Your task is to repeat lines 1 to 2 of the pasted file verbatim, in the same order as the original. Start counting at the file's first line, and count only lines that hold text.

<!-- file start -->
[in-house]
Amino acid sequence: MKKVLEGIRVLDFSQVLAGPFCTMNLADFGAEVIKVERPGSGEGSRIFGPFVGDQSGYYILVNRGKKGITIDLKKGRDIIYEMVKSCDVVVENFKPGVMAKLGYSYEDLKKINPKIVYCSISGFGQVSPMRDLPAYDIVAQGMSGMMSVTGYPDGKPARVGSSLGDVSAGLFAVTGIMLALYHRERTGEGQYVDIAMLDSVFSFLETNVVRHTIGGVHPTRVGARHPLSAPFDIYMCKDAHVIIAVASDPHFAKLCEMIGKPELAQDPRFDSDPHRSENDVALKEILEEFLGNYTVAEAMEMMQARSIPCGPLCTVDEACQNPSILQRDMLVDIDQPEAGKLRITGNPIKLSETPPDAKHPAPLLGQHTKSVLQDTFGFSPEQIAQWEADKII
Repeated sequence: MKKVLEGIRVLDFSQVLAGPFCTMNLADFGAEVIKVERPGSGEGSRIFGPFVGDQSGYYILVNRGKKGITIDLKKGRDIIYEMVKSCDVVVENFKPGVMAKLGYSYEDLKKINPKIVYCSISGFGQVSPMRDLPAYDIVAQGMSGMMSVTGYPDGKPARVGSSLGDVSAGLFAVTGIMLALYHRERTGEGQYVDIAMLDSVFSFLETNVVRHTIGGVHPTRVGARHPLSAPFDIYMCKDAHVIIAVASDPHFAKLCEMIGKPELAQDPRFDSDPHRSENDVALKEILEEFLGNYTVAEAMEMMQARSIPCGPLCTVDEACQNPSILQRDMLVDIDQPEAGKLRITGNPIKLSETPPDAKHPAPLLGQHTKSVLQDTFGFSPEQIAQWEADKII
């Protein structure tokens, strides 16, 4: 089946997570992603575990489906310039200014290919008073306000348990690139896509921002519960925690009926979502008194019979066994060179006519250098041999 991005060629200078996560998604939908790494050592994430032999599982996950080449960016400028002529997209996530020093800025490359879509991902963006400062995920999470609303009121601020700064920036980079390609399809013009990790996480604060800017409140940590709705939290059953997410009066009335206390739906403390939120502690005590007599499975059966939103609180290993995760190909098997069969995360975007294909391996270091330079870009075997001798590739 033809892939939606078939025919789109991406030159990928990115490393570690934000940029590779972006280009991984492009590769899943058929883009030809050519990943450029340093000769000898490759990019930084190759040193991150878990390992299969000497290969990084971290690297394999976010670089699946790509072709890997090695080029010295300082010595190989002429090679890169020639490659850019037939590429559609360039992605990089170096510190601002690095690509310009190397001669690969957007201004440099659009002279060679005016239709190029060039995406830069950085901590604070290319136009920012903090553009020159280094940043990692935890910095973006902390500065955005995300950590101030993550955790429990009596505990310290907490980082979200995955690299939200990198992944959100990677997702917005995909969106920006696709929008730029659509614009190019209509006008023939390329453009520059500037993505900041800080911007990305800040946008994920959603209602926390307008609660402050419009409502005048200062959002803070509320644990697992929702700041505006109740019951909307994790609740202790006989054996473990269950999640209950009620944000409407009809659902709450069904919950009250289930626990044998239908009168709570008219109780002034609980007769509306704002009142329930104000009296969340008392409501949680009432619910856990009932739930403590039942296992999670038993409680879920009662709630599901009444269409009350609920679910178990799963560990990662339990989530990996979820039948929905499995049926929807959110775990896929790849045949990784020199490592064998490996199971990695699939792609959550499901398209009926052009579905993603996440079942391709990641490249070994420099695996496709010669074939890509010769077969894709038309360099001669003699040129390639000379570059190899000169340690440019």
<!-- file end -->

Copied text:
[in-house]
Amino acid sequence: MKKVLEGIRVLDFSQVLAGPFCTMNLADFGAEVIKVERPGSGEGSRIFGPFVGDQSGYYILVNRGKKGITIDLKKGRDIIYEMVKSCDVVVENFKPGVMAKLGYSYEDLKKINPKIVYCSISGFGQVSPMRDLPAYDIVAQGMSGMMSVTGYPDGKPARVGSSLGDVSAGLFAVTGIMLALYHRERTGEGQYVDIAMLDSVFSFLETNVVRHTIGGVHPTRVGARHPLSAPFDIYMCKDAHVIIAVASDPHFAKLCEMIGKPELAQDPRFDSDPHRSENDVALKEILEEFLGNYTVAEAMEMMQARSIPCGPLCTVDEACQNPSILQRDMLVDIDQPEAGKLRITGNPIKLSETPPDAKHPAPLLGQHTKSVLQDTFGFSPEQIAQWEADKII